Located off the east coast of Tasmania, Maria Island (pronounced Mariah) is a natural wildlife sanctuary of sweeping bays, pristine beaches and dramatic cliffs.
Dominated by the towering twin peaks of Bishop and Clerk, the island has become a popular destination for hikers and cyclists keen to experience the spectacular trails for which this rocky dot off Triabunna has become famous.
While many visit during the summer, others prefer winter, when the island is virtually deserted and brisk weather adds a new dimension to the stunning scenery.
Walkers can take challenging hikes or gentle strolls observing the wildlife from wombats to an insurance population of Tasmanian devils. Eleven of
the state’s 12 endemic species can be seen, including the endangered forty-spotted pardalote and the rare Cape Barren goose.
Ancient creatures immortalised in rock can be seen at Fossil Cliffs while the beautifully patterned sandstone Painted Cliffs at Hopground Beach are a photographer’s mecca. Peaceful beaches and shorelines contain a wealth of fascinating tidal-zone marine life.
Winter accommodation includes historic Bernacchi House in the World Heritage former convict settlement of Darlington, where a roaring log fire will chase away the winter chills and delicious meals with matching wines round off a bracing day. The house, dating back to 1880 when it was home to Italian settler and pioneer Diego Bernacchi, has been beautifully restored.
Winter escapes from June to August provide three-day/two- night experiences at Bernacchi House with guided walks leaving and returning to the house daily.
“Visiting in winter is just as beautiful as other seasons, especially with the luxury of staying at Bernacchi House each evening, with walkers greeted by candlelit dinners and open fires on their return,” said The Maria Island Walk downer Ian Johnstone.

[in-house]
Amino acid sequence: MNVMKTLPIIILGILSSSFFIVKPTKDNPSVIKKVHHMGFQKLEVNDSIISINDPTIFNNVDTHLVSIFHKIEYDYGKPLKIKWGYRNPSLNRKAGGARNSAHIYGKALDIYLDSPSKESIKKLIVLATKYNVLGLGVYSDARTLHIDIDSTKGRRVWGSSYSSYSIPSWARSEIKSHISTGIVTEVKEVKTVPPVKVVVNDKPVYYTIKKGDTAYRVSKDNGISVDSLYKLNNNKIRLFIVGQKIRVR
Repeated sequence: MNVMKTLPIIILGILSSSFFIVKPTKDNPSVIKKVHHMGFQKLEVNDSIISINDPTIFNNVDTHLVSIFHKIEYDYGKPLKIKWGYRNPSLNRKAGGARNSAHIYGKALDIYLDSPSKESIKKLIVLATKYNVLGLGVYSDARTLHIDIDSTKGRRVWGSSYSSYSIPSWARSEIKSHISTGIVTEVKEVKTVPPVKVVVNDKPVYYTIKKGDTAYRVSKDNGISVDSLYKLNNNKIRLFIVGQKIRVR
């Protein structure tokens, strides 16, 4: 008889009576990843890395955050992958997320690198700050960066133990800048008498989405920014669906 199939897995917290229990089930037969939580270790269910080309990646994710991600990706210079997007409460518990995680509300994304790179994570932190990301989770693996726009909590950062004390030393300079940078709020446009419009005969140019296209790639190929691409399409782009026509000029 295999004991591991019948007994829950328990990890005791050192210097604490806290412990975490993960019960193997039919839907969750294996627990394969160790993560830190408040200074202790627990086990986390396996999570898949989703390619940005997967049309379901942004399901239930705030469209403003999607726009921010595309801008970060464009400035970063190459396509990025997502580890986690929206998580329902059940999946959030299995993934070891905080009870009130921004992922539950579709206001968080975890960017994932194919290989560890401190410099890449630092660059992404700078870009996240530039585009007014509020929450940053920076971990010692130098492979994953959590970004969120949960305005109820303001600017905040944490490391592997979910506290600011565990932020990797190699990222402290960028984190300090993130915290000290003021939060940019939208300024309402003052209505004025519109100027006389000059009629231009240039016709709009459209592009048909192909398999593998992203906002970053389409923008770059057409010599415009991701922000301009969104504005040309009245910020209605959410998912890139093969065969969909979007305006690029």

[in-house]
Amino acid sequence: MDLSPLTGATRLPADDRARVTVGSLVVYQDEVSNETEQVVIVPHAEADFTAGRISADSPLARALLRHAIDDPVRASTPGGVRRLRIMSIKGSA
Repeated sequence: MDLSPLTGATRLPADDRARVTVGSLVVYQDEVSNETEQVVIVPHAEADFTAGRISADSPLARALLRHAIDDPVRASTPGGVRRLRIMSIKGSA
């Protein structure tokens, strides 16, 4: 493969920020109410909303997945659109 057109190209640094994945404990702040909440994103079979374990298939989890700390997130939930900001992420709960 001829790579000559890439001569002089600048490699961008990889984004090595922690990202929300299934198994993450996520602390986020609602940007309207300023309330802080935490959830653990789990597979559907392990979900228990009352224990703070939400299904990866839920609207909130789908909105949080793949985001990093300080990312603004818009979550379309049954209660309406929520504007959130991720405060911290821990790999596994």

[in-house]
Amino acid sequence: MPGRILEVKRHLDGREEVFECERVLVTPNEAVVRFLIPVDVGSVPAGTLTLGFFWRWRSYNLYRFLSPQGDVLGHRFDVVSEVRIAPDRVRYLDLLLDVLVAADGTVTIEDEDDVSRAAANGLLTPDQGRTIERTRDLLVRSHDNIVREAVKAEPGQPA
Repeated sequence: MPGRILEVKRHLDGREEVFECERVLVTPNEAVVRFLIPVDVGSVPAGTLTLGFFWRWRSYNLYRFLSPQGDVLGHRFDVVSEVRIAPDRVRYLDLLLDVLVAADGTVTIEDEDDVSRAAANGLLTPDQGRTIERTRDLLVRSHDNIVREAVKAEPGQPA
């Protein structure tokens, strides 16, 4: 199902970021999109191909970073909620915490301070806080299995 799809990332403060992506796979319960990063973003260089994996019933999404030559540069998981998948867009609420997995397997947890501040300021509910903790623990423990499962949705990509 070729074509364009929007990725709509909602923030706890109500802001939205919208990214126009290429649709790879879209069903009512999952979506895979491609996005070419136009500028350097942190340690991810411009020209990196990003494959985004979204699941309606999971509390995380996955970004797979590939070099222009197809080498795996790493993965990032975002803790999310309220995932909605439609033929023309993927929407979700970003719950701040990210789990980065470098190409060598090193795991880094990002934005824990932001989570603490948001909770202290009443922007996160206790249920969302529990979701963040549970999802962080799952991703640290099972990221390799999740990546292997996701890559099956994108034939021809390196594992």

For hardier souls there is always accommodation at the Penitentiary, which originally housed convicts from 1830.
Today it provides basic bunkhouse-style accommodation in nine rooms with six beds and one room with 14 beds. Each room has bunk beds with covered mattresses, wood-fired stove for heating and a table and seats. There is no power, running water or lighting and guests need to bring their own camping gear (bedding and pots and pans), food and lighting. There are also campgrounds on the island.
If you go...
The Maria Island Walk Winter Escapes have varying departure dates and cost $1490 per person, which includes return transfers from Hobart to Triabunna, the cruise across the waters of Mercury Passage to the island, gourmet food and wine, experienced guides, national park entry fees, accommodation and use of waterproof jackets and day packs. The Maria Island Walk, (03) 6234-2999 or email email@example.com
Cost per six-bed room in the Penitentiary is $44 per room for up to two adults and $10 per additional adult or $5 per additional child. Cost for a 14-bed room starts at $88 for up to four adults. Family group rate $50 for two adults and four children (child 5-17). There are special backpacker rates. Bookings (03) 6256-4772. Visitors will also need to pay national park entry fees and for the ferry ride, and ensure the boat is available on chosen dates – (03) 6256-4772, encountermaria.com.au
This article first appeared on www.thesenior.com.au